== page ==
A nonprofit publication of the Kentucky Center for Public Service Journalism

Amye Bensenhaver: Open meetings law is clear, specific on when closed sessions are permitted

On January 27, the Utah Standard-Examiner reported that the prospects for a bill authorizing public agency officials to conduct closed session discussions for the purpose of receiving legal advice from agency counsel are in doubt.

The Utah Media Coalition has vigorously opposed the bill, declaring that  “such an exception is unnecessary and would be an invitation to abuse and closure of many public meetings [since n]early any meeting could be closed to receive ‘legal advice’ on almost any subject.”

Utah’s law currently permits closed “strategy sessions to discuss pending or reasonably imminent litigation.” Like Utah, Kentucky has a “litigation exception” to its open meetings law.

Amye Bensenhaver

Virtually anyone who has attended a public agency meeting in Kentucky has been excluded from a portion of the meeting while the agency conducts a closed session to discuss “litigation.” The exception to the open meetings law that permits these closed sessions is narrowly tailored to ensure that they are restricted to “[d[iscussions of proposed or pending litigation against or on behalf of the public agency.”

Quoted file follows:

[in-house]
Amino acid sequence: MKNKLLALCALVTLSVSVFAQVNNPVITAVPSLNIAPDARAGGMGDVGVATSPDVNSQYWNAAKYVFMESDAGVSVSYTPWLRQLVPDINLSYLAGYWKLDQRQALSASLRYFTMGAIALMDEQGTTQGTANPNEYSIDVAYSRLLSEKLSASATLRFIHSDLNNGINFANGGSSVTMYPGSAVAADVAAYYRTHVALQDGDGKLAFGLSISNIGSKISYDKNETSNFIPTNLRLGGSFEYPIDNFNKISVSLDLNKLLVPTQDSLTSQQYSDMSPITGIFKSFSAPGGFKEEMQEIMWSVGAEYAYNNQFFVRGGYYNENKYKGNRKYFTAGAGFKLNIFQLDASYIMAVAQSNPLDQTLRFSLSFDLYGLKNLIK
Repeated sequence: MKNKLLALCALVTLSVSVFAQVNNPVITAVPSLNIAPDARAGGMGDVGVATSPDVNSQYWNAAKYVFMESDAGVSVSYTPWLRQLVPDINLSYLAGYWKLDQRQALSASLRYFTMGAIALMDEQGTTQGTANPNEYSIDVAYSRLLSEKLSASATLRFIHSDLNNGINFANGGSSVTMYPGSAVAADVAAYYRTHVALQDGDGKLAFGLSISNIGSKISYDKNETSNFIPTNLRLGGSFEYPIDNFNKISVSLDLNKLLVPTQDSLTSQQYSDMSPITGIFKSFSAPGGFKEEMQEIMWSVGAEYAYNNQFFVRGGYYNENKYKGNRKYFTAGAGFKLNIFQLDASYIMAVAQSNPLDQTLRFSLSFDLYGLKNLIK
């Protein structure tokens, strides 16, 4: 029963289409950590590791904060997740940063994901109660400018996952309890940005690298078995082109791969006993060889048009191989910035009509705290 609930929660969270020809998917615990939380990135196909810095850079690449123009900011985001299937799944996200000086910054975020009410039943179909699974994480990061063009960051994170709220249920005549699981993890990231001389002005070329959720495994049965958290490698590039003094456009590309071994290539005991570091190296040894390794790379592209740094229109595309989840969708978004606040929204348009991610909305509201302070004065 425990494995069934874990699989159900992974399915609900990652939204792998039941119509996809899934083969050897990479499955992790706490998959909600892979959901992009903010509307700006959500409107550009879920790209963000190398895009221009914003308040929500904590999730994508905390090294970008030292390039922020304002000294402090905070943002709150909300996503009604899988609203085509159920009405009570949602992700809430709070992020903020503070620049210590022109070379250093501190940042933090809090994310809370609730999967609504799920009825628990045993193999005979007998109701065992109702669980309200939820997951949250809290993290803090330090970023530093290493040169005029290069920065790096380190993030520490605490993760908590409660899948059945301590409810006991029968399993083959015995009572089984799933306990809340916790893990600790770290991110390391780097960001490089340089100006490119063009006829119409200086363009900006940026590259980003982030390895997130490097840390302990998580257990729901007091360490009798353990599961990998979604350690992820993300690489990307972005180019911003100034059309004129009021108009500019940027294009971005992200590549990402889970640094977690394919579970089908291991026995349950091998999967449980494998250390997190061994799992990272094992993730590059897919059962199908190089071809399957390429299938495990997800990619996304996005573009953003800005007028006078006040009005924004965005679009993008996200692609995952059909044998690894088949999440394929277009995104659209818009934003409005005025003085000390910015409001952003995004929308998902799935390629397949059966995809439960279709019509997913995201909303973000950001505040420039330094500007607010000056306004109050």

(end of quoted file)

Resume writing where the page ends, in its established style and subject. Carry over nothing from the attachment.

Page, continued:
Thus, it is well-settled in Kentucky that the open meetings law does not permit public agencies to conduct closed sessions for the purpose of receiving legal advice on matters that are not directly related to proposed or pending litigation.

As interpreted most recently by Kentucky’s courts in 2013, the litigation exception—KRS 61.810(1)(c)—”covers discussions of strategy, tactics, possible settlement and other matters pertaining to the case. Though the exception may be invoked when litigation is not currently pending but is only threatened or proposed, it does not apply ‘any time the public agency has its attorney present’ or where the possibility of litigation is remote or unsubstantiated. The threat or proposition of litigation must be substantial to trigger the exception. There must be a direct suggestion of litigation conditioned on the occurrence or nonoccurrence of a specific event.”

Departing from a longstanding policy disfavoring advisory opinions on open meetings matters, in 1997 the Kentucky Attorney General issued an advisory opinion in which he concluded that Kentucky’s open meetings law “does not contain this ‘legal advice’ exception,” and recognized that his office was “not empowered to create one by fiat.” The attorney general attached particular significance to the fact that the legislature “did, in fact, provide for confidential attorney communications in the context of proposed or pending litigation, but did not expand the exception to non-litigation related legal advice.”